Let’s do more post-webinar Q & A! I appreciate how so many of you are adding your wisdom in response to the questions.
To access the Q & A, click on the COMMENTS link just below and to the left. You’ll see a number of comments from Joe, each representing a different question. You can then click on REPLY to add your thoughts. Let’s talk!
Joe V. asks…
Are there some ood Websites where we can get class worksheets if we think we will have time left over?
I recommend that you first check your publisher’s Website…most offer extra activities. I know that this is true for findinggod.com and christourlife.com from Loyola Press. In addition, check out 4Catholiceducators.com, catholiccatechist.org, catholicmom.com, Resources for Catholic Educators at http://www.sil.net/RelEd, just to name a few. I’m sure we’ll hear from others about more resources.
Victor R. asks…
I teach 2nd graders and many of them have no idea about church, they do not know the basics, and their family does not enforce the faith, beyond sending them to class. How do I ensure that what I teach them sinks in and grasp their faith?
Victor, this is a challenge we all face…it is difficult to teach when the family does not reinforce. However, it is not impossible…God can overcome anything. It sounds to me like you need to focus on the very basics that you feel they don’t know and to reinforce them through repetition…in other words, don’t just assume that they’ll learn it in a once and done approach. Keep coming at them, presenting the basics in a variety of ways and incorporating ways that you can informally and perhaps formally assess their learning. By all means, do what you can to invite the parents to be more involved. Send home some materials asking the parents to work with their children in learning some of the basics that you are teaching. Back to the idea of assessment: unless we assess, we clearly have no idea whether or not they are grasping what we’re teaching. For more about assessment, see my posts beginning January 6, 2007: https://catechistsjourney.loyolapress.com/2007/01/06/assessment-in-catechesis-part-1/
An idea, I have been ‘tinkering’ with since the first ‘class’.
You said you asked each child one thing they learned @ the end of class, so they would have something to tell Mom & Dad, (Sidenote: little ones should almost always bring home a paper of some kind, even if it is just a colored picture)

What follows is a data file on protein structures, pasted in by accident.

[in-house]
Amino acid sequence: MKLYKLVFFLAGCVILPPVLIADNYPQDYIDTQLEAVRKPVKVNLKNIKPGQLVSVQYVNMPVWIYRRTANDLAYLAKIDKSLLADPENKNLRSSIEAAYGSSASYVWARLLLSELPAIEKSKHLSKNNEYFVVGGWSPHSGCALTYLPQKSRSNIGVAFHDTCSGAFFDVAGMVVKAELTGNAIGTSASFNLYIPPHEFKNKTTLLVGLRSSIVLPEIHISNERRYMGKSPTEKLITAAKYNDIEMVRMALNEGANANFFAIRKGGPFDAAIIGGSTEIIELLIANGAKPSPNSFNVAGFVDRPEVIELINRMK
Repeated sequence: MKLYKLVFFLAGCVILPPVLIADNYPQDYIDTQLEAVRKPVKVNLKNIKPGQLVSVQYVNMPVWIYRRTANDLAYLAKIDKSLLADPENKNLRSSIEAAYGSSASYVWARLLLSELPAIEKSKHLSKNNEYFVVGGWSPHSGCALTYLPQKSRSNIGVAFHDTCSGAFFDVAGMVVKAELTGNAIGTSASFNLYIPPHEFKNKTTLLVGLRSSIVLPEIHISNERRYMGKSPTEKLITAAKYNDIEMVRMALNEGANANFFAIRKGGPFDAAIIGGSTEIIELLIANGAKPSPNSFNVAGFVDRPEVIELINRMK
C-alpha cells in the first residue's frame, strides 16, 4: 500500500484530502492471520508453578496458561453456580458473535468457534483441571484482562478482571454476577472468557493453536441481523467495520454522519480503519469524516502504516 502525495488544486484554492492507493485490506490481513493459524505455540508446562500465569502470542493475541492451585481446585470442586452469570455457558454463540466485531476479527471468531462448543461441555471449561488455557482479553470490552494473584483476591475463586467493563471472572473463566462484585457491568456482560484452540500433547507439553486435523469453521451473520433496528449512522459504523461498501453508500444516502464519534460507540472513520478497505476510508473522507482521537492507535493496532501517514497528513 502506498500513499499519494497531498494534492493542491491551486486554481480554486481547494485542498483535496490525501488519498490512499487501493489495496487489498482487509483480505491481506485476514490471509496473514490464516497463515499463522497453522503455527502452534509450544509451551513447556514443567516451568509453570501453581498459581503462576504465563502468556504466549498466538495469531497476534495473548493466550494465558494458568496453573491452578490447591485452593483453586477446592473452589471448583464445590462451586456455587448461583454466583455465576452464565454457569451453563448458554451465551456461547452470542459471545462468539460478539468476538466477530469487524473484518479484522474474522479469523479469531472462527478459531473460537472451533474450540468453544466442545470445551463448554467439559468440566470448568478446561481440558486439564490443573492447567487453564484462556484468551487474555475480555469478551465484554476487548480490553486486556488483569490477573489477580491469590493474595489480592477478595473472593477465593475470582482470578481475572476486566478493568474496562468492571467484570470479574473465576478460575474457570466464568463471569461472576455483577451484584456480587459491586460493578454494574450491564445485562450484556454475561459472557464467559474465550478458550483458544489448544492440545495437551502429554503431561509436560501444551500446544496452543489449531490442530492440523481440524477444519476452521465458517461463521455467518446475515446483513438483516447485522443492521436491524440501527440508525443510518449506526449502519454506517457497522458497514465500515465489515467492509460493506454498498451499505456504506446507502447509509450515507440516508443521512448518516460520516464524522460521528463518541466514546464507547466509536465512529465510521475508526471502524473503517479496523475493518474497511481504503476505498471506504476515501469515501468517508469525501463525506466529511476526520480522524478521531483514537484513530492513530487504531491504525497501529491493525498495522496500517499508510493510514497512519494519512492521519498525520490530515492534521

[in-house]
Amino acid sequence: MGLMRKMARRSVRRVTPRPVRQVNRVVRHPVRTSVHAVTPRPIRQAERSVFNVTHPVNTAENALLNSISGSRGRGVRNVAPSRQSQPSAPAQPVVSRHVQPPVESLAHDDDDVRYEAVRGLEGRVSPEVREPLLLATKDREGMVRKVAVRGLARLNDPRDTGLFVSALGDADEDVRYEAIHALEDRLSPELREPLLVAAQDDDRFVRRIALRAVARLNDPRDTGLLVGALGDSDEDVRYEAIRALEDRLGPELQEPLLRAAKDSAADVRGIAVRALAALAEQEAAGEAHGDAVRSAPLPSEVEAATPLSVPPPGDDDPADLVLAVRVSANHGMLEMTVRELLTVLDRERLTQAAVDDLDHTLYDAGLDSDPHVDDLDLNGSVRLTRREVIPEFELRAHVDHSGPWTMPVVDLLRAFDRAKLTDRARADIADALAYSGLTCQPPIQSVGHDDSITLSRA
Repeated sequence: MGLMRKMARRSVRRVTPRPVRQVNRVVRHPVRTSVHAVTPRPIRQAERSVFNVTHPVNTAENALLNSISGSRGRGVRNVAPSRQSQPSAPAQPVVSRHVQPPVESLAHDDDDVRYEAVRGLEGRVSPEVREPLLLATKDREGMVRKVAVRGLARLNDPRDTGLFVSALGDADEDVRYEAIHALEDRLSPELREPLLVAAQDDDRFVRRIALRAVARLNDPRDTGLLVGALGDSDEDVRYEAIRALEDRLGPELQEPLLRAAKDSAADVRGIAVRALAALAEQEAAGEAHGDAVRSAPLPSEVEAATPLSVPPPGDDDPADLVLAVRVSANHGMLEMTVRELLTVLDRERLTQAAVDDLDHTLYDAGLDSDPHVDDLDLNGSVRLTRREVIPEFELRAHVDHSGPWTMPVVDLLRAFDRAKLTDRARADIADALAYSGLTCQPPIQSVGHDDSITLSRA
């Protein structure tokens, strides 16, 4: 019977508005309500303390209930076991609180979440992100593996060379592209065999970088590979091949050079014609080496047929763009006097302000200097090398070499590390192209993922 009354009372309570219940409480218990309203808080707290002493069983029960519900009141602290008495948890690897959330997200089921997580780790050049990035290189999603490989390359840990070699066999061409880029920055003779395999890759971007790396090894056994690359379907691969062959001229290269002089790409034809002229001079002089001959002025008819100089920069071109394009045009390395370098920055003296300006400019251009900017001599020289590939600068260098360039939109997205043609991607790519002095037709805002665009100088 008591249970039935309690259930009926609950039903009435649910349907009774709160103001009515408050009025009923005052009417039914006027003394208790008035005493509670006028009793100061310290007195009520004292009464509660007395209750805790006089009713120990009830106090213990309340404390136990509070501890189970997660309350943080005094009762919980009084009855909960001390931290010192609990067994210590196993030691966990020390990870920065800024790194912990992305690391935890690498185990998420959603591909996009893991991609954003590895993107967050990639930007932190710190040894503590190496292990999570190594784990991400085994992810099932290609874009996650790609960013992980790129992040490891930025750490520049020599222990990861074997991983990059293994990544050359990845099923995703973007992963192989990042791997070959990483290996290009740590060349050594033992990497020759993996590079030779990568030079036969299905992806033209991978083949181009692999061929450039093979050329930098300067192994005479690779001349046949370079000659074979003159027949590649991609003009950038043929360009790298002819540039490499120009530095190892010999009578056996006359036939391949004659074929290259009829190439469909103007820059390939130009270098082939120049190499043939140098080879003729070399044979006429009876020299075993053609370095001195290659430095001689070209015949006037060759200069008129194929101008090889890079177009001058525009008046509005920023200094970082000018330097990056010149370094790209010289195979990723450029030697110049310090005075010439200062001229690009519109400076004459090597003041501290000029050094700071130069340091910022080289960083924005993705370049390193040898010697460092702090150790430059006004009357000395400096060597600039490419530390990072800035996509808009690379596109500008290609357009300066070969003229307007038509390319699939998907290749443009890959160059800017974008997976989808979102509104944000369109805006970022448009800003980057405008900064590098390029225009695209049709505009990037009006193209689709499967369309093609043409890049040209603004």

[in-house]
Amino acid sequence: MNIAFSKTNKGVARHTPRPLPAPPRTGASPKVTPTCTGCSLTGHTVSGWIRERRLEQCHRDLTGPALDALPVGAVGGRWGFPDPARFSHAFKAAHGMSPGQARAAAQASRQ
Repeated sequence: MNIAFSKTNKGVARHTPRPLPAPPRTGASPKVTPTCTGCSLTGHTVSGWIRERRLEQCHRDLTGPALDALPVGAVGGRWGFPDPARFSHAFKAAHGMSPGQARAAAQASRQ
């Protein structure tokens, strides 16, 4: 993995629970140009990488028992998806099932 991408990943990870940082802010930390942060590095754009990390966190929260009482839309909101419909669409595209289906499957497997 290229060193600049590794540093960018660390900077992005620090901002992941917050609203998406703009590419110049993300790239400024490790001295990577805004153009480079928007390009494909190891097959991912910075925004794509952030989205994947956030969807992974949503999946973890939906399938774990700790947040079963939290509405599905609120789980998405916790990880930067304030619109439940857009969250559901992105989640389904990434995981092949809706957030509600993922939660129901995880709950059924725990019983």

I am thinking about having the students bring to class the next week an answer to a question they had to ask their parents, a worksheet of some kind etc. I realize it is a small seed….
Lynn, nice idea!
As far as assesment, I found that the Trivial pursuit game works great, I make up the questions from the book’s tests and other
items from class discussions. The kids know more than they realize and I am loose w/the rules so they can help each other w/clues. I have also had the parents participate, which worked well.
Lynn, how do you have the parents participate?
They play too, sometimes teamed up with their child or single player….a few years ago our DRE want us to have parent teacher conferences and I did not like the idea, she wanted us to evaluate our students, behavior, etc. Sooo,
I had the parents come in w/their child and we played trivial prusit. The parents and kids spent time together and the parents were able to see what the kids had learned.
William S. asks…
What other ways aside from popular music do you use to get the students hooked on the theme for the lesson?
William, the options are limitless. Some of my favorites are the following:
-icebreaker activities that teach a point
-short clips from a TV show or movie
-discussion of a current event
-searching through magazines or newspapers for stories related to the theme
-asking them to write down a brief thought related to the theme
For me, the important thing is that, somehow, I’ll be able use the activity as a transition/introduction into the lesson. I call them “holy segues!” Something that allows me to say, after the engage step, that our lesson will explore something similar to what we just did.
Often, I think of my “hook” by identifying the “problem” to which today’s lesson will provide a “solution” – sort of a “bad news/good news” approach. Remember how Johnny Carson used to tell “good news/bad news” jokes? This reverses it: we identify the bad news first (brought to light by the engage activity) and then introduce the good news (literally, the Good News of Jesus).
You may also want to check out http://www.mycatholicvoice.com and look at their video collection. Search for “one minute in the head of a catholic” and for videos by 36 Parables. Depending on the age group, these may be usefull. You can also filter videos by categories like “CCD”, “Youth”, etc.
Susan C. asks…
How do we get and keep older students excited? My students have been participating, but only when I really push them to participate. I would like to see more interaction from them!